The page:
12 Interesting Facts About Peru
Peru is a colorful land of textiles, ancient ruins, and incredible culture. It’s also home to one of America’s favorite foods – and an interesting national dish! Check out these 12 interesting facts about Peru to learn more about one of our favorite destinations in South America.
- Caral-supe is believed to be the oldest site occupied by humans in the Americas. Its history dates back 5,000 years.
- Three-quarters of the world’s alpaca population lives in Peru. The national animal is the vicuña, a small camelid similar to the alpaca. It comes in 22 natural colors and its wool is considered the world’s most luxurious fabric.
- Roasted guinea pig – Cuy – is the national dish of Peru. It is served whole – head and feet intact!
- Peruvians celebrate New Year’s by gifting one another yellow underpants on New Year’s Eve to bring good luck in the coming year. It is tradition to wear them inside out (underneath clothing) until midnight, then flip them around at the stroke of midnight.
- It takes between 500 and 600 hours and up to six months to spin, dye, and weave a traditional Peruvian poncho. Peruvians generally receive one poncho upon becoming an adult and it is expected to last a lifetime. Nearly every weaving technique known today was invented by Peruvians – and all of them were invented by 3000 B.C.
- The highest sand dune in the world, Cerro Blanco, can be found in Peru. It is located in the Sechura Desert and stands 3,860 feet from base to summit.
- The deepest canyon in the world, Cotahuasi Canyon, is also found in Peru. At 11,004 feet deep, it is almost twice as deep as the Grand Canyon.
- The Incan Empire was larger than imperial Rome at its peak. It included 24,855 miles of roads and relied on a network of chasquis (runners) to keep the kingdom connected.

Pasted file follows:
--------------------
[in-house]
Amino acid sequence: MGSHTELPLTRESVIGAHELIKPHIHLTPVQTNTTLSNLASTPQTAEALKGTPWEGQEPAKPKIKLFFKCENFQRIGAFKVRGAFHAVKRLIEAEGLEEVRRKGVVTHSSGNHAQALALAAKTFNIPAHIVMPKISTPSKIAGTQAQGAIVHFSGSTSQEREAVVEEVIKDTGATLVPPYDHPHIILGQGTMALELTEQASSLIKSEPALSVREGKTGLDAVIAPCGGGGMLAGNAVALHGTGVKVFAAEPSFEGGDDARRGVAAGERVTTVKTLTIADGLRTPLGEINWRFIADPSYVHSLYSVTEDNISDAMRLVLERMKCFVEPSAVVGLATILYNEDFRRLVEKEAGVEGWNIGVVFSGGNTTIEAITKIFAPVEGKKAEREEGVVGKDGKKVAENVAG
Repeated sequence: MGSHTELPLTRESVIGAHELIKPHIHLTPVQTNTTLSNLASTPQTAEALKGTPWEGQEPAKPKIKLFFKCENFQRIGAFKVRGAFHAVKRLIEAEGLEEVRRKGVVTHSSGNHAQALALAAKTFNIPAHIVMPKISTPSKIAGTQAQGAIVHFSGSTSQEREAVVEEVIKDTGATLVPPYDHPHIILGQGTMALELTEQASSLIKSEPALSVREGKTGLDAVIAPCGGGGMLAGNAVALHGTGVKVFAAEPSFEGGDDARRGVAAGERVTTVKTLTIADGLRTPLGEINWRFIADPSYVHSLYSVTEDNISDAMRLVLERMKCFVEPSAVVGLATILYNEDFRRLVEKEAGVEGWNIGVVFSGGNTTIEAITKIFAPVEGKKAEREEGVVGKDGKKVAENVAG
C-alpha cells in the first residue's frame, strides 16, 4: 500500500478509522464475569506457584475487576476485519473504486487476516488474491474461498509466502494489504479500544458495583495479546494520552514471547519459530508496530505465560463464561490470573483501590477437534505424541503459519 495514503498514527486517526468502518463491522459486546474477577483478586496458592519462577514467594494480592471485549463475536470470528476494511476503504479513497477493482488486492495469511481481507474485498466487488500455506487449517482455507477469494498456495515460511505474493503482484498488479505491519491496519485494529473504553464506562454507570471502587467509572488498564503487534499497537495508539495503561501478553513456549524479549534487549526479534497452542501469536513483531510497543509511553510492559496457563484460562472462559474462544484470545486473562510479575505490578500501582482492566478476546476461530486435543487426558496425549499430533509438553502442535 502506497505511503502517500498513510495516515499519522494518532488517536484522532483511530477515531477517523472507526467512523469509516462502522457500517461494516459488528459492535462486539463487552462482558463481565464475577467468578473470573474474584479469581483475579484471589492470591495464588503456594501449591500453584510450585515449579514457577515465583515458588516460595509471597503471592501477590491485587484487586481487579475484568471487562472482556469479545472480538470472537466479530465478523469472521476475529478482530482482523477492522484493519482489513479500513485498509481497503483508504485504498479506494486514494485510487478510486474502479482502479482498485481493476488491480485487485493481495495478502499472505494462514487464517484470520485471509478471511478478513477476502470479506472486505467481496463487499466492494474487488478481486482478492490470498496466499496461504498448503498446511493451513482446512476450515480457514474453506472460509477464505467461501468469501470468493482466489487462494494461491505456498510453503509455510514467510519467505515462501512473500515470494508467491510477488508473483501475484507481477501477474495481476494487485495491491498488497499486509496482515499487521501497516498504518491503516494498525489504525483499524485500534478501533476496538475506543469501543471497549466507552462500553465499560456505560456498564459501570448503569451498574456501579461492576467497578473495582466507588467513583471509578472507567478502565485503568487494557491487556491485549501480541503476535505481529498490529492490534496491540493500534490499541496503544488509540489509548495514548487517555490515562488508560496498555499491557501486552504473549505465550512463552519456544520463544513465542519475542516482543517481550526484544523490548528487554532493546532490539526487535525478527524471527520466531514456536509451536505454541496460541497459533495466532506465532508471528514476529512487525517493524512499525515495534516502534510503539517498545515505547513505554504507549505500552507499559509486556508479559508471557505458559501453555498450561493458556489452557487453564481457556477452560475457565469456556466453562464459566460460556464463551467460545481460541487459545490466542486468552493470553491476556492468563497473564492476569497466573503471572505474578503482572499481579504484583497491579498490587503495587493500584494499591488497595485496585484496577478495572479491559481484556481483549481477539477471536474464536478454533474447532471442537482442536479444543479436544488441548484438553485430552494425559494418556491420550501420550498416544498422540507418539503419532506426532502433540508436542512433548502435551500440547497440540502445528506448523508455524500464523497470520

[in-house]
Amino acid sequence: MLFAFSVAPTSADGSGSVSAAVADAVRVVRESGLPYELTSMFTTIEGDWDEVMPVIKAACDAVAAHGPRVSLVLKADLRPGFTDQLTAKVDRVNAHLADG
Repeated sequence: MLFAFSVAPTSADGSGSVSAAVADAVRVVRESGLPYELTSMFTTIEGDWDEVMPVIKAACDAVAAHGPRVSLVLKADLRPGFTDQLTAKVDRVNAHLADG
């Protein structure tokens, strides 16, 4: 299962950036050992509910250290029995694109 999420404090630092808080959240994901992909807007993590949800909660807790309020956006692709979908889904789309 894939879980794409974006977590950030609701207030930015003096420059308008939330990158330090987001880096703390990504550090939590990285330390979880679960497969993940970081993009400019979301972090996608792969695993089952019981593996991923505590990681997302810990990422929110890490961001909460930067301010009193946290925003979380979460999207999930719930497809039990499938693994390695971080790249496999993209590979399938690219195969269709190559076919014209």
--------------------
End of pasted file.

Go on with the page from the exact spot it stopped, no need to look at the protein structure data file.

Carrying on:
- Soccer player Teófilo “El Nene” Cubillas is considered Peru’s greatest athlete. From 1966 to 1991, he played in 513 games and scored 303 goals. He received only one yellow card over the course of his career.
- The potato originated in Peru and today, there are over 3,000 varieties grown in the country. Peruvians like to say “Soy mas Peruano que la papa” which means “I am more Peruvian than the potato.”
- The first census was created by Ancient Incas. They had no formal system of writing, and so developed a system of record-keeping using knots called “quipus” made from wool or cotton strings fastened at one end to a cross cord. Each quipus was different in size or color to represent details like crop measures, thefts, debts, and other events.
- The Incas were the only ancient culture in the world to define constellations of both dark and light. Some of the main streets in Cuzco are designed to align with the stars at certain points of the year. At Machu Picchu, each sun temple and ritual stone lines up perfectly with the sun for their assigned solstice.